...v. Superior Court, 122 Cal.App.4th 17, 20, 18 Cal.Rptr.3d 403 (2004); City and County of San Francisco v. Cobra Solutions, Inc., 119 Cal.App.4th 304, 14 Cal.Rptr.3d 400, 402 (2004), review granted and depublished, cited at Ketner's Reply, pp. 2-3. The Court notes that the lengthy quotation ......
2 cases
  • City of Santa Barbara v. Superior Court, No. B175204.
    • United States
    • California Court of Appeals
    • September 7, 2004
    ...rule 1-100(B)(2).) 3. Our Supreme Court recently granted review in City & County of San Francisco v. Cobra Solutions, Inc. (2004) 119 Cal.App.4th 304, 14 Cal.Rptr.3d 400, where the Court of Appeal held ethical screening insufficient to prevent the vicarious disqualification of a city attorn......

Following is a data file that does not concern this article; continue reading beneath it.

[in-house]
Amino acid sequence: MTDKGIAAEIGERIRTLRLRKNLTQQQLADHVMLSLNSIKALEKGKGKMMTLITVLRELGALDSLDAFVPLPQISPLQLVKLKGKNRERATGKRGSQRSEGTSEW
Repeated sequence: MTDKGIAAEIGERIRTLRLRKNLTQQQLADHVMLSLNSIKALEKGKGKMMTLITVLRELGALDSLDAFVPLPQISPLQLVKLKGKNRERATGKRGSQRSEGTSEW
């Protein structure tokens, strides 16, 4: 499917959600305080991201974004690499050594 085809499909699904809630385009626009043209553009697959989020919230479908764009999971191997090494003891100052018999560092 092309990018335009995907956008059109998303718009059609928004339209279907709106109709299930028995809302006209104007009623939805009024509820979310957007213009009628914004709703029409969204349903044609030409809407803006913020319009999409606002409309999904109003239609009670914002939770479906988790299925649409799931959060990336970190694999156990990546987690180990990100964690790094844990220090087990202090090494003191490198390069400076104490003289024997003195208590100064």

• U.S. v. Ketner, No. SACR05-36JVS.
    • United States
    • United States District Courts. 9th Circuit. United States District Courts. 9th Circuit. Central District of California
    • May 12, 2005
    ...v. Superior Court, 122 Cal.App.4th 17, 20, 18 Cal.Rptr.3d 403 (2004); City and County of San Francisco v. Cobra Solutions, Inc., 119 Cal.App.4th 304, 14 Cal.Rptr.3d 400, 402 (2004), review granted and depublished, cited at Ketner's Reply, pp. 2-3. The Court notes that the lengthy quotation ......

VLEX uses login cookies to provide you with a better browsing experience. If you click on 'Accept' or continue browsing this site we consider that you accept our cookie policy. ACCEPT